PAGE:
LGBT history month annually marks the abolishment of Section 28* in 2003 (or 2000 if you're Scottish, which I am – yay the Scots).
To pre-warn, I am no history buff and whilst I didn’t do too shabbily on the Romans in Year 9, you are not reading the workings of a Pointless champion here.
It’s a non-exhaustive personal view and hopefully, others reading this will have a totally different opinion.
Isn’t opinion just gorge? I have 500(ish) words so you know, that sucks, as I could fill a nightclub with these queers.
Now, to the list:
In print – Leo Lerman & Annie Leibovitz
An openly gay writer and editor at Conde Nast for over 50 years, Lerman edited Mademoiselle for 26, Vogue for 11 and was then editor-in-chief of the re-launched Vanity Fair in the 80s, before being ousted stage-left by Brit, Tina Brown. PR and magazines always felt to me like safe havens for non-conformists but in 1948, when Leo started, it was still a raucously brave move to be out, loud, proud and in charge.
No cover-splashes are as ardently anticipated as the work of Leibovitz. Her 'Call me Caitlyn' Vanity Fair cover (above) is iconic and part of a fundamental year of change in perception of trans people. And the covers just keep racking up: Lennon and Yoko on Rolling Stone, Kim and Kanye on Vogue (a sign the magazine was further embracing the world of celebrity, unlike ever before) and a naked Demi Moore embracing her baby bump. If you need more proof, you better Google it babes.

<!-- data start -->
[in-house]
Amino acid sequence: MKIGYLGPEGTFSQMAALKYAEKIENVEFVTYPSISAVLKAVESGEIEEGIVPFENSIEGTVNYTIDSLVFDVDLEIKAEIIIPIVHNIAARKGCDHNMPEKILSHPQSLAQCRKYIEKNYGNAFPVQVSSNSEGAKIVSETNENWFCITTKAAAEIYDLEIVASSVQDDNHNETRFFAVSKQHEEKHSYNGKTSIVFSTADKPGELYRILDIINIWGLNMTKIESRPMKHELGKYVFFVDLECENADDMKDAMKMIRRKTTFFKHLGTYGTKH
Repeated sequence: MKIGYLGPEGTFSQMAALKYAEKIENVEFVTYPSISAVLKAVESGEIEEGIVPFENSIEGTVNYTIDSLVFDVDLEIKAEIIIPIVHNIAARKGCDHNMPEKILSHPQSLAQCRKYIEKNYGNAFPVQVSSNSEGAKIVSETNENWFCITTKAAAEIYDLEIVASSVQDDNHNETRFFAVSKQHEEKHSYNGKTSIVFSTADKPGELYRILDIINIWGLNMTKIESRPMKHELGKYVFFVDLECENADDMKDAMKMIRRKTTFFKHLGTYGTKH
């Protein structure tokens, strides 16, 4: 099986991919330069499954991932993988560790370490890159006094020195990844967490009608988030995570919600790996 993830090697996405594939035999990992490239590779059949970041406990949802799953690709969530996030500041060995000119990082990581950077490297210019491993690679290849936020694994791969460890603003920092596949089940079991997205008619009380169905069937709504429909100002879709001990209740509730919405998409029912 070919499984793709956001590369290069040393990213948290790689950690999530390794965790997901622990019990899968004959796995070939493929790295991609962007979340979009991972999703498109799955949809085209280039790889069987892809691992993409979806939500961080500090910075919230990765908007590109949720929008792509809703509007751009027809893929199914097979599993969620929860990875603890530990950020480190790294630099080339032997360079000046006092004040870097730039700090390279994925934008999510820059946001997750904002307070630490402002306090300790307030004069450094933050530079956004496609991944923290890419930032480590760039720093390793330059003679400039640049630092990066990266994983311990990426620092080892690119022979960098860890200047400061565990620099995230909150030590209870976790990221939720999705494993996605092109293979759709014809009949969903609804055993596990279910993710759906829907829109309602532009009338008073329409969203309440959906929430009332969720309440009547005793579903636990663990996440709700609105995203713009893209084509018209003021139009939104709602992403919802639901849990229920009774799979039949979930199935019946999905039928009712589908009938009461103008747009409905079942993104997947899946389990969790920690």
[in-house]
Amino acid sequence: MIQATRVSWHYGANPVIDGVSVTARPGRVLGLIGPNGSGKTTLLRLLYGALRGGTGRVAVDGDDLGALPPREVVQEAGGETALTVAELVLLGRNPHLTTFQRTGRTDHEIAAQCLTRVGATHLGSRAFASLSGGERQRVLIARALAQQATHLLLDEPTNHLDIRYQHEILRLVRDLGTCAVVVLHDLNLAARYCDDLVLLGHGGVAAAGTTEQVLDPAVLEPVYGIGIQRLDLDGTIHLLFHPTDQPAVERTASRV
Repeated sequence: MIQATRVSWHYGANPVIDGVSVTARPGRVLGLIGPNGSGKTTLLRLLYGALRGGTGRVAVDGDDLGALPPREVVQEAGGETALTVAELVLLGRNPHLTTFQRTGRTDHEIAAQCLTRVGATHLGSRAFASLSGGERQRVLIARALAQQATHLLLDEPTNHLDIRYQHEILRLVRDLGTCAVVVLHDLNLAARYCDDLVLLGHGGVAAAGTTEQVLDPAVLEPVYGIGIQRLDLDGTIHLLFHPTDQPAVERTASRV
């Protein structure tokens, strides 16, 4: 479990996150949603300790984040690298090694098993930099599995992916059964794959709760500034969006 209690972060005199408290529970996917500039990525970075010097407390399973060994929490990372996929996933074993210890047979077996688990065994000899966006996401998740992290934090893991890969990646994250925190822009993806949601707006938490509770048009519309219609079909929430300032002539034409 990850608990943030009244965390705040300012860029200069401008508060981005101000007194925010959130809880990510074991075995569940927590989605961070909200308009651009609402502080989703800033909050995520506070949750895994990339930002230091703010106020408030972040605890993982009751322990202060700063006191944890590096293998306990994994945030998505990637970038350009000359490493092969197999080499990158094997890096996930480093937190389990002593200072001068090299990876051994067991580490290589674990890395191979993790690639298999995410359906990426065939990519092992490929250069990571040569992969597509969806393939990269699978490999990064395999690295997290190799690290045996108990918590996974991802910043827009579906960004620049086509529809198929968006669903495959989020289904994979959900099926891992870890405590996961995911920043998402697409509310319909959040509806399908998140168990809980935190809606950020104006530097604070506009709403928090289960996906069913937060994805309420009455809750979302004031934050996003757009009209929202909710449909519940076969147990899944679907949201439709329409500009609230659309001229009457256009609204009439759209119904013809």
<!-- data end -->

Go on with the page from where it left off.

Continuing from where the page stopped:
On telly – Anderson Cooper & Robin Roberts
Two massive anchors (HA!), on arguably America’s most high-profile morning and evening news shows. When you consider that against a UK backdrop, it’s a pretty monumental message to LGBTQ people about success (little shout-out to Jane Hill, our only openly gay news anchor on BBC News 24). According to the New York Times, Cooper is "the most prominent openly gay journalist on American television". And when President Obama wanted to publicly announce his switched position on same-sex marriage, he chose to do it with Ms Roberts (below).
Big in-house – Kevin Brockman and Lord Brown
Brockman is an EVP at Disney and ABC, reaching over 600m people in 127 countries every month, which is probably one of the biggest roles a gay man occupies in the world today. It’s a glass-ceiling-smashing role and an inspiration.
Lord Brown isn’t a communicator but the latter part of his career as CEO of BP, was lived-out entirely in media, and I remember it vividly. In 2008, John Brown’s ex sold a story to a Sunday newspaper outing him. Brown resigned within hours of the story hitting the stands. He tried for an injunction but was so used to playing it straight at work that his first thought was to lie about how they met; in a park, not – as is true – on an escort site.
Straight acting is still a very modern problem (just look at the PRCA diversity report, I mean FFS). Brown would practice how to respond if ever asked a sexuality question direct. He also used to take his mum to events to avoid having to take a female date. All because he thought nobody would accept him telling and living as his true self.
Marsha P Johnston (my type of micro influencer)
When we first started our business, I gave a talk and referred to Marsha as one of the most incredible micro-influencers of her day and in my life. A founder member of the Gay Liberation Front, Johnson was gay, black, trans and a drag queen, which in the 60s meant every single part of you was at risk of abuse. Often credited with being the spark that started the revolution at Stonewall, Marsha is a symbol of the equality struggle. A shocking 22 trans women were murdered in 2017. Martha’s death is also subject to continued speculation as to whether it was suicide, or murder by the mob, who controlled stonewall (and other gay bars).
Steve Strickland is co-founder of Talker Tailor Trouble Maker